Despite tough laws, arrests, and encounters against cattle smuggling in Assam, the menace seems to have continued even during the recent floods in the state that left lakhs of people displaced.
Assam police arrested Samsul Haque, known to be a key agent of cow smuggling, three days back. Sources say that police received information suggesting that the floods turned out to be favourable for the smugglers.
With Eid coming up in a few weeks, the demand for cows in neighbouring Bangladesh has increased. Assam shares a long border with Bangladesh in areas around Dhubri river, there is no fencing in some places. The situation is similar in South Salmara Mankachar district.
A tweet by Assam police said that cattle smuggling took place through the Brahmaputra river.
“Recent vigorous action by SSM Police against cattle smuggling in the Brahmaputra river under Sukchar PS of South Salmara Mankachar district.@assampolice @DGPAssamPolice @gpsinghips,” the tweet said.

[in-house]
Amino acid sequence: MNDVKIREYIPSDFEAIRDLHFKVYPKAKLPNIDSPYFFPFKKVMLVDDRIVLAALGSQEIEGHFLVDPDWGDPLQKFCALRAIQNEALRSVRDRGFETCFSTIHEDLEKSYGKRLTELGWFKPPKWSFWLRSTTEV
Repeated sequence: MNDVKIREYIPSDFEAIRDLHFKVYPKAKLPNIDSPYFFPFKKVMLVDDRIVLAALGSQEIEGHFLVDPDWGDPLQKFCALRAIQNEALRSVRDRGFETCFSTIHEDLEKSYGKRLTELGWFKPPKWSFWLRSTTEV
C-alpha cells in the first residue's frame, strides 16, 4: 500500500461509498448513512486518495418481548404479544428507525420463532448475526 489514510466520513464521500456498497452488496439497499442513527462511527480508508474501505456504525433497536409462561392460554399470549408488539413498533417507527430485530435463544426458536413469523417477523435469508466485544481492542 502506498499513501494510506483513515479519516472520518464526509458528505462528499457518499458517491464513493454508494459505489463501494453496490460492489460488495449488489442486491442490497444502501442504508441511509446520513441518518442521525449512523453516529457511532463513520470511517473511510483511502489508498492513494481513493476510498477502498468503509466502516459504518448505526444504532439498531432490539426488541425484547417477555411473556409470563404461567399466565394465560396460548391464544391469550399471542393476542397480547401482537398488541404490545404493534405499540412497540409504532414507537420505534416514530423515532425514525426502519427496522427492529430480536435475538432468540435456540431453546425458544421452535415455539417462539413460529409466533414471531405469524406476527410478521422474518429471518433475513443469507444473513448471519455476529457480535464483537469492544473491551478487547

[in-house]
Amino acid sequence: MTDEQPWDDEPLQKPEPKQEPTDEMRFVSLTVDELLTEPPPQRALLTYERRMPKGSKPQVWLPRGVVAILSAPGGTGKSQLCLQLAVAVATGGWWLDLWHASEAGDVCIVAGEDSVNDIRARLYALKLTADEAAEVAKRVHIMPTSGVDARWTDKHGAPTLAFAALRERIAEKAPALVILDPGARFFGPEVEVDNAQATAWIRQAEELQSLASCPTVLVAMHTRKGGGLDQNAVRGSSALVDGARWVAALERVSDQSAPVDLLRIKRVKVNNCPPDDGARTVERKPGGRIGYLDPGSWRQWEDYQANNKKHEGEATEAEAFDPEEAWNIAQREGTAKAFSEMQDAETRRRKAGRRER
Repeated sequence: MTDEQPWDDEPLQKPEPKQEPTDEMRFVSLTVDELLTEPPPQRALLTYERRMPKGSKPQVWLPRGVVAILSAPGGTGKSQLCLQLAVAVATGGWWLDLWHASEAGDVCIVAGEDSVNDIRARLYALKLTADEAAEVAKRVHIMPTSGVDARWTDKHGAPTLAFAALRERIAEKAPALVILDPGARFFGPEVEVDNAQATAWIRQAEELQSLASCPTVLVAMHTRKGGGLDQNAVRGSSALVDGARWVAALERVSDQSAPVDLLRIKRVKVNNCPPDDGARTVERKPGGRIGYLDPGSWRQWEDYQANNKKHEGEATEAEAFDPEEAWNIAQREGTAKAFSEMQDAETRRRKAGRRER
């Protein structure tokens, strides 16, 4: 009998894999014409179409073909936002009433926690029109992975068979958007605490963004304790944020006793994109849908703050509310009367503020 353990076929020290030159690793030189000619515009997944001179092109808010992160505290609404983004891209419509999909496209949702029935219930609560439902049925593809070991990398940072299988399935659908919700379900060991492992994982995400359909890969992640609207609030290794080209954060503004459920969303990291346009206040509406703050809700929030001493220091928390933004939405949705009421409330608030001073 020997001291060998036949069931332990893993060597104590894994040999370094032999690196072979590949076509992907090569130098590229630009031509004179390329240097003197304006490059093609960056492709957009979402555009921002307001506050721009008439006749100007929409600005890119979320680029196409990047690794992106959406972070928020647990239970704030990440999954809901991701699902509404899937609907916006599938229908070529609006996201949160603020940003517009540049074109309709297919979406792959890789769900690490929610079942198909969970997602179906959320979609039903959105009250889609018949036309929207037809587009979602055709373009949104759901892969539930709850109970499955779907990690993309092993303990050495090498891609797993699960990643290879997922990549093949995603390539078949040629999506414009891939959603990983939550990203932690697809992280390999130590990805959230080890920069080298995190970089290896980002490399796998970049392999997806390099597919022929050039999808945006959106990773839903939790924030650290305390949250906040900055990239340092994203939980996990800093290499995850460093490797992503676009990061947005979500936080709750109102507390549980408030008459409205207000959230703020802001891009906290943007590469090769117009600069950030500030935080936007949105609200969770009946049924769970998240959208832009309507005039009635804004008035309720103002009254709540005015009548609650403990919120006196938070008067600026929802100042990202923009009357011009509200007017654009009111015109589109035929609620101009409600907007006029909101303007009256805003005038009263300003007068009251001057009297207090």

How does cattle smuggling take place in floods?
Firstly, cows are tied up to banana trunks, which can float in water. The head portion of cows are kept on top. A minimum of 100 cows are smuggled every day, say sources in Dhubri.
A local officer of the region told News18, “All these cows have mark on them, at times number is written on them too. Here, Brahmaputra and Gadhadar rivers are spread widely. Flood water, river water all have merged and in this situation, if earlier 300 cattle were smuggled, now that number has doubled.”
The Assam police and BSF are monitoring the situation and a regular vigil is maintained. Special DGP law and order GP Singh told News 18, “The Assam Police and BSF are monitoring the situation. Regular watch is being kept. Arrests happen regularly.”
Local officers who are monitoring this say, “We intercept them, we get information from our sources and nab them. We are very strict on this.”